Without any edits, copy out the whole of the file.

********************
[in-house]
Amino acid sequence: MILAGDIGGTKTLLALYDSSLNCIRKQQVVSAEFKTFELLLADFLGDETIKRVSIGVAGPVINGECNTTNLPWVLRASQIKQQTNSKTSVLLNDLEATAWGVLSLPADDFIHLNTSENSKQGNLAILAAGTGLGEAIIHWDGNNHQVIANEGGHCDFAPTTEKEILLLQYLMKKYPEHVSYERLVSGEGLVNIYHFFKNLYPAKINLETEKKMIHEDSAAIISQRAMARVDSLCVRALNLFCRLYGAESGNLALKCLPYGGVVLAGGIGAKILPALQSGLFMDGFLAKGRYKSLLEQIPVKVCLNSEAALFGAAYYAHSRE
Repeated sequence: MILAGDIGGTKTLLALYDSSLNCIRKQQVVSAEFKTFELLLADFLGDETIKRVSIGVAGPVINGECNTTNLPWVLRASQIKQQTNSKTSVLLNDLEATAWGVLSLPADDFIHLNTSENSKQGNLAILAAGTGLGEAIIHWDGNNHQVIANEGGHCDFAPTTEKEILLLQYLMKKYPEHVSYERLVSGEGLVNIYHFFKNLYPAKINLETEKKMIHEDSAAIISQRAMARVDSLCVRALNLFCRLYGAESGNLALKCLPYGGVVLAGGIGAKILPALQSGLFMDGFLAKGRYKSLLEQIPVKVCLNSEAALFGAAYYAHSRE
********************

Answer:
[in-house]
Amino acid sequence: MILAGDIGGTKTLLALYDSSLNCIRKQQVVSAEFKTFELLLADFLGDETIKRVSIGVAGPVINGECNTTNLPWVLRASQIKQQTNSKTSVLLNDLEATAWGVLSLPADDFIHLNTSENSKQGNLAILAAGTGLGEAIIHWDGNNHQVIANEGGHCDFAPTTEKEILLLQYLMKKYPEHVSYERLVSGEGLVNIYHFFKNLYPAKINLETEKKMIHEDSAAIISQRAMARVDSLCVRALNLFCRLYGAESGNLALKCLPYGGVVLAGGIGAKILPALQSGLFMDGFLAKGRYKSLLEQIPVKVCLNSEAALFGAAYYAHSRE
Repeated sequence: MILAGDIGGTKTLLALYDSSLNCIRKQQVVSAEFKTFELLLADFLGDETIKRVSIGVAGPVINGECNTTNLPWVLRASQIKQQTNSKTSVLLNDLEATAWGVLSLPADDFIHLNTSENSKQGNLAILAAGTGLGEAIIHWDGNNHQVIANEGGHCDFAPTTEKEILLLQYLMKKYPEHVSYERLVSGEGLVNIYHFFKNLYPAKINLETEKKMIHEDSAAIISQRAMARVDSLCVRALNLFCRLYGAESGNLALKCLPYGGVVLAGGIGAKILPALQSGLFMDGFLAKGRYKSLLEQIPVKVCLNSEAALFGAAYYAHSRE